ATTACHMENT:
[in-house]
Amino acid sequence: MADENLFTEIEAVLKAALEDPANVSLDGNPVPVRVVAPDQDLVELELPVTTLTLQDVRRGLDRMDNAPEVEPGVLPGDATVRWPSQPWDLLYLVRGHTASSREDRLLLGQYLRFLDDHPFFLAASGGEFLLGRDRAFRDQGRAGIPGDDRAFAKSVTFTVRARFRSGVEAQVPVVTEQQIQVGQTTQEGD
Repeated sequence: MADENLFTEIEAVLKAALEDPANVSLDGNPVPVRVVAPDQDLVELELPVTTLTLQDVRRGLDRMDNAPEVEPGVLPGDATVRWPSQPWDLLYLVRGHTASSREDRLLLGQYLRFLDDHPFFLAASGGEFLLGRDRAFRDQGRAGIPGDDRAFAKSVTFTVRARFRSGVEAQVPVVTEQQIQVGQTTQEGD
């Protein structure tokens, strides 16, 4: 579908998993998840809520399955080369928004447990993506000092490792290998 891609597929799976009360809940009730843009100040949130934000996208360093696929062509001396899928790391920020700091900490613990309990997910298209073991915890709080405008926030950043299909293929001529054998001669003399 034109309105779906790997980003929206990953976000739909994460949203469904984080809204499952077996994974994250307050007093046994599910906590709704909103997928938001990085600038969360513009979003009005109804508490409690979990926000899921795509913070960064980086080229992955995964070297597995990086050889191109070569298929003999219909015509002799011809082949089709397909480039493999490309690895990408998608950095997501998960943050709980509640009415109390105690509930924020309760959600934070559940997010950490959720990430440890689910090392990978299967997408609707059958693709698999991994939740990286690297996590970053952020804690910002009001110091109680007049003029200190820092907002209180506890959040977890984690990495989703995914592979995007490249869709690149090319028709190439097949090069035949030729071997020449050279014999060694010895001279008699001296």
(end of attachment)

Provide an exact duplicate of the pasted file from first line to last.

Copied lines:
[in-house]
Amino acid sequence: MADENLFTEIEAVLKAALEDPANVSLDGNPVPVRVVAPDQDLVELELPVTTLTLQDVRRGLDRMDNAPEVEPGVLPGDATVRWPSQPWDLLYLVRGHTASSREDRLLLGQYLRFLDDHPFFLAASGGEFLLGRDRAFRDQGRAGIPGDDRAFAKSVTFTVRARFRSGVEAQVPVVTEQQIQVGQTTQEGD
Repeated sequence: MADENLFTEIEAVLKAALEDPANVSLDGNPVPVRVVAPDQDLVELELPVTTLTLQDVRRGLDRMDNAPEVEPGVLPGDATVRWPSQPWDLLYLVRGHTASSREDRLLLGQYLRFLDDHPFFLAASGGEFLLGRDRAFRDQGRAGIPGDDRAFAKSVTFTVRARFRSGVEAQVPVVTEQQIQVGQTTQEGD
């Protein structure tokens, strides 16, 4: 579908998993998840809520399955080369928004447990993506000092490792290998 891609597929799976009360809940009730843009100040949130934000996208360093696929062509001396899928790391920020700091900490613990309990997910298209073991915890709080405008926030950043299909293929001529054998001669003399 034109309105779906790997980003929206990953976000739909994460949203469904984080809204499952077996994974994250307050007093046994599910906590709704909103997928938001990085600038969360513009979003009005109804508490409690979990926000899921795509913070960064980086080229992955995964070297597995990086050889191109070569298929003999219909015509002799011809082949089709397909480039493999490309690895990408998608950095997501998960943050709980509640009415109390105690509930924020309760959600934070559940997010950490959720990430440890689910090392990978299967997408609707059958693709698999991994939740990286690297996590970053952020804690910002009001110091109680007049003029200190820092907002209180506890959040977890984690990495989703995914592979995007490249869709690149090319028709190439097949090069035949030729071997020449050279014999060694010895001279008699001296």